temptation

Ephialtes

300

So, if you know me, you that one of my absolutely favorite movies of all times, though it is rated R, is 300. If you have seen it, I don’t need to explain why; if you haven’t seen it, I won’t explain, just rent it and you will understand the greatness of this movie. There are amazing and dynamic characters and so many great one-liners, and truth be told, I considered it before, but not until I last watched it that I finally was able to put thoughts together to write.

With all that being said, it is one specific character that caught my attention, whose story reflects what I attempt to share as I write. Ephialtes. He was a deformed Spartan whose hearts desire was to fight like his father, however when he approached King Leonidas, Leonidas respectfully denied, yet gave him another option to aid in the battle for freedom, which Ephialtes did not like. Thus, he betrayed his allegiance and long story short went to the enemy’s camp, Xerxes, god-king of Persia, to get the “honor” he wanted.

It made me think, so often we have in mind what we want to do solely on the culture around us; we want to fit in. However, God tells us no, we get upset, frustrated, and tend to do stupid things. However, like Leonidas, God will tell us or show us where how He can best use us, highlighting our strengths, but because sometimes it is too “small of a task” we take things into our own hands, we don’t like the background, we want to be in the front. The problem is that these “big tasks” can’t function, let alone succeed without those behind the scenes, those bandaging the wounded and giving them water or collecting dead bodies. Just like a body, every enzyme not seen with the naked eye is significant, and without it we would falter gravely. Ephialtes was blinded to this by his pride. As a result, he did the worse possible thing.

He went to Xerxes, asking for the same thing as Leonidas, and like Satan, Xerxes played to his pleasures and stroked his ego, and all he had to do was kneel, the exact same way that Devil tempted Jesus. This kneeling was not out of reverence or love, but of greed, arrogance, and manipulation. The Devil comes the same way, as an angel of light, appealing to our desires and pride, but it is not in God’s will or timing, thus we need to run far from it. Like Xerxes, the only thing Satan has in mind is destruction, giving in to those temptations is what damages our relationship with God, families, reputation, honor, and testimony. The problem is that we want when we want it how we want it.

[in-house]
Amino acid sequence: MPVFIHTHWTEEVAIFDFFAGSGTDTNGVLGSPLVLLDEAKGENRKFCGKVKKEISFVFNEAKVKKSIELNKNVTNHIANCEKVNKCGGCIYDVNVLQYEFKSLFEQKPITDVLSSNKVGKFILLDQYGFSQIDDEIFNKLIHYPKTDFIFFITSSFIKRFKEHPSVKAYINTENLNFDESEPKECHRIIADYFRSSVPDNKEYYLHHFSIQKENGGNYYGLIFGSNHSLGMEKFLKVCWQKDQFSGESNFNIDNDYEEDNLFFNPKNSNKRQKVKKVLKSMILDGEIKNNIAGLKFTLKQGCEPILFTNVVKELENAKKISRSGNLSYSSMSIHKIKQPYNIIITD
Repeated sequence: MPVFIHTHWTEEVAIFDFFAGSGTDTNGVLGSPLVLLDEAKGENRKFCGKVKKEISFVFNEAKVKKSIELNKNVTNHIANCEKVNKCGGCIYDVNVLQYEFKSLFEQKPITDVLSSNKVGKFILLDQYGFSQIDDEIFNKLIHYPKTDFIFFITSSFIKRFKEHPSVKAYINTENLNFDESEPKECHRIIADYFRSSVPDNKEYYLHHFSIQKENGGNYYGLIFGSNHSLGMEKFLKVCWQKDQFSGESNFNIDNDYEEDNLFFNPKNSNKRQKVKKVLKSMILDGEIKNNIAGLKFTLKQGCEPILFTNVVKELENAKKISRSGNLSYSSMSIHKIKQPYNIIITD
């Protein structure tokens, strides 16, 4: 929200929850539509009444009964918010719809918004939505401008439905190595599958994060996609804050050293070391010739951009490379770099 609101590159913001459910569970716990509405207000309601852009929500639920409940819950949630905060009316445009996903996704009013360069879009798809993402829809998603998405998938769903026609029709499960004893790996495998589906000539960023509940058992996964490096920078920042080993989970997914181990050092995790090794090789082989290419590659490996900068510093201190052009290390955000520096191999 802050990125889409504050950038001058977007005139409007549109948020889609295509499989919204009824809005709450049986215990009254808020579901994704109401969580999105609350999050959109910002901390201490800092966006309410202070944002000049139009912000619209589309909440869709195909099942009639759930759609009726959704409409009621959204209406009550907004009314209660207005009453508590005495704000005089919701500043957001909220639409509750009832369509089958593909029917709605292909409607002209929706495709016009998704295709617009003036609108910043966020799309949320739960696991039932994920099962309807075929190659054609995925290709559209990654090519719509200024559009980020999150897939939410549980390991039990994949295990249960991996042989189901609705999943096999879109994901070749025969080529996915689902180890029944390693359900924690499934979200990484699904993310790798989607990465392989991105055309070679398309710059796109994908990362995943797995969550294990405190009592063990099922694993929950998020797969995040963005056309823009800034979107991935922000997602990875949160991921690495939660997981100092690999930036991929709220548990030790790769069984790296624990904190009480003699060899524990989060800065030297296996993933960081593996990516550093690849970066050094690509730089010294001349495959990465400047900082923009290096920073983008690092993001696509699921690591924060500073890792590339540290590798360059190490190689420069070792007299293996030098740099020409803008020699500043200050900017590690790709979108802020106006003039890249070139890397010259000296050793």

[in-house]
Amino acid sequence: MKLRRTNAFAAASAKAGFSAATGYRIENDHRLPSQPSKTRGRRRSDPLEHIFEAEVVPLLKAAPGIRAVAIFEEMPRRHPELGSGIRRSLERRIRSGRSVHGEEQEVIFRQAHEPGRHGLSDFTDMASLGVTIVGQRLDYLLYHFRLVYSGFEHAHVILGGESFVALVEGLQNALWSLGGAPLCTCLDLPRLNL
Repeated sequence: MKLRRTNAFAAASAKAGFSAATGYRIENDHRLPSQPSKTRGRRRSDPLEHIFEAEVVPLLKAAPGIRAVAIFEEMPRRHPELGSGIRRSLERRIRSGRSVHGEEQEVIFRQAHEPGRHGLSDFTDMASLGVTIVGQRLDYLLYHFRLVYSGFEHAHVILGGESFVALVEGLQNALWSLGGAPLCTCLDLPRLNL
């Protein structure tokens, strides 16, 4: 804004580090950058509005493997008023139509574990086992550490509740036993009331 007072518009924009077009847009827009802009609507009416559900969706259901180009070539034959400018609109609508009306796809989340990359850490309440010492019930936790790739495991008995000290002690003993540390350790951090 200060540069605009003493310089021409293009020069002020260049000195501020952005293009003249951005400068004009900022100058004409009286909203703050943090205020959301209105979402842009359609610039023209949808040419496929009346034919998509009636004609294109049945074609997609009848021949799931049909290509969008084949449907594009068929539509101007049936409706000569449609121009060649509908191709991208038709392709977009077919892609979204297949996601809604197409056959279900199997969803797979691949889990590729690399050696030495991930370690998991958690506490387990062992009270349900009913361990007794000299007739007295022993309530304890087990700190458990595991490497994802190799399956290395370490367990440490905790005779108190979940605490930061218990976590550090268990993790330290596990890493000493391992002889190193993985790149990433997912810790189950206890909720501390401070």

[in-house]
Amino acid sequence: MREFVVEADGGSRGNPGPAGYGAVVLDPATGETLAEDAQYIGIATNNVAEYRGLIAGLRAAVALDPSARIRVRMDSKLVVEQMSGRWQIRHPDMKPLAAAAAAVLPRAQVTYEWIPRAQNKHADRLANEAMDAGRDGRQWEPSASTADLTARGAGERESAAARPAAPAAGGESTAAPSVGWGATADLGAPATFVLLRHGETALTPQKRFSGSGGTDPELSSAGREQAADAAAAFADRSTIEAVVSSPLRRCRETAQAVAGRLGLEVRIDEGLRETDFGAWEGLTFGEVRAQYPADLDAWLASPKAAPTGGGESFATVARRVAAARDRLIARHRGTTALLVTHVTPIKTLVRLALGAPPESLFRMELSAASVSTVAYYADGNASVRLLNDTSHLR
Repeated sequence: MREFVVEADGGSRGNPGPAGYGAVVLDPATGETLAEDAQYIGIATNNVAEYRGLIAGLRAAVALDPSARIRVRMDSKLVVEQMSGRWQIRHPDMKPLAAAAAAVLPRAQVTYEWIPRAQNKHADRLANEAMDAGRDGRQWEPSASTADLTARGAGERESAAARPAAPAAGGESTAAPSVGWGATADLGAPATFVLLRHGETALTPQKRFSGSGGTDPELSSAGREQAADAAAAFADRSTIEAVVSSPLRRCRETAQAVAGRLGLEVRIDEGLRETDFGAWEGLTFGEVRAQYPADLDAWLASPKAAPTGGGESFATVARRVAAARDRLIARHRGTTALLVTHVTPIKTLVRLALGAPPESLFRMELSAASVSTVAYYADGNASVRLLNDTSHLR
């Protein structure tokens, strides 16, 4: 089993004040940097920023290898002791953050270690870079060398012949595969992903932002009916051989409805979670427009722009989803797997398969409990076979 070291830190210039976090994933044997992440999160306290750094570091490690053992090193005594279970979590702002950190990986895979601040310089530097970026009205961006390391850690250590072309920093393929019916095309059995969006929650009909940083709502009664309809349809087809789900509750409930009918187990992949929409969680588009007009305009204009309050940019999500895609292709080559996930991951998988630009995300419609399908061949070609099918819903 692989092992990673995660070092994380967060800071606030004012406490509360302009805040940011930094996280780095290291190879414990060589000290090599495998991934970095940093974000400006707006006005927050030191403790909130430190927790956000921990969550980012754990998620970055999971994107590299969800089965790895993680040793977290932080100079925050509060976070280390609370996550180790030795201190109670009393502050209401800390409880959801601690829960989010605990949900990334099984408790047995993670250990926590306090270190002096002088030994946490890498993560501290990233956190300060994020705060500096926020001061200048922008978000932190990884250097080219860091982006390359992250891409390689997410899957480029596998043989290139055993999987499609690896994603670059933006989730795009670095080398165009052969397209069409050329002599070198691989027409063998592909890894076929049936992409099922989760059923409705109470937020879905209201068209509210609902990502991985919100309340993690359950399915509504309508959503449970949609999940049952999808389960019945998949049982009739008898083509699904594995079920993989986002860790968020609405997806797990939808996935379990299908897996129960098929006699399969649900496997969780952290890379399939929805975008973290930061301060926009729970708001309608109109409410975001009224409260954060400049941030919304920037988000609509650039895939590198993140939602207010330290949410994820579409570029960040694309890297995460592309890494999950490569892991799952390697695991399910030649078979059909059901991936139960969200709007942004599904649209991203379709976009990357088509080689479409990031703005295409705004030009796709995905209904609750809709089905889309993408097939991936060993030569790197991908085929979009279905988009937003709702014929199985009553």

If you look back in the conversation Ephialtes had with King Leonidas, you notice that he asked him to stand. That is so profound to me, because God has called us to stand, to be strong in Him and confident to face whatever Hell has to throw at us, trusting in His power and love, His mercy and grace, His provision and protection. Kneeling before Him and worship is a given, but it’s a choice we make on our own; those under Leonidas’ rule gladly knelt before him out of respect and a genuine love for him, Xerxes on the other hand, if not coerced, they just did so out of duty and to keep “getting.” Like the Devil, Xerxes just gave him what he wanted so he could get what he wanted, not because he actually cared, but he wanted to destroy the other kingdom.

So many get caught in that web and we miss the great opportunity that God has for us in serving Him in a way that brings out the best in us; we want someone else’s gift and hinder God from using us and Him shining through us. Like God sees in us, Leonidas saw the best in Ephialtes and catered toward his strength; like Satan does to us, Xerxes saw the worse in Ephialtes and played to his weakness. It wasn’t until he sees Leonidas again face-to-face that he realizes how completely wrong he was, just through Leonidas’ compassion; he still blessed Leonidas. In the same way whenever we come back to the loving arms of our King, His arms are open and He still desires to bless us, even though it was our betrayal that lead Him to a glorious death on the as was Leonidas. As well, pleasure and satisfaction only lasts temporarily when Satan gives it to you, operating outside of purpose and your function, and the aftermath is destruction, brokenness, emptiness, ineffectiveness, and guilt.

Being you for a purpose is accepting and embracing the strengths God has given you, not being prideful or jealous of other people’s gifts. God already knows how He can and wants to use you, and in whatever way, big or small, it will bring glory and you will shine in your differences, so don’t try to blend in; God doesn’t like to use blenders. God wants the best for us, and He truly cares and sees the best in us, even when we don’t; He knows how we can be most effective for His kingdom. He does not try to manipulate us or have impure motives. Trust the wisdom and knowledge of God, don’t do as Ephialtes did and compromise who you are and minimize who you were created to be because things don’t go your way and or God doesn’t do as you wanted Him to. Our king, like Leonidas, has been doing this for a while and has a pretty good track record, so I think He knows what He is doing. Just trust His judgment.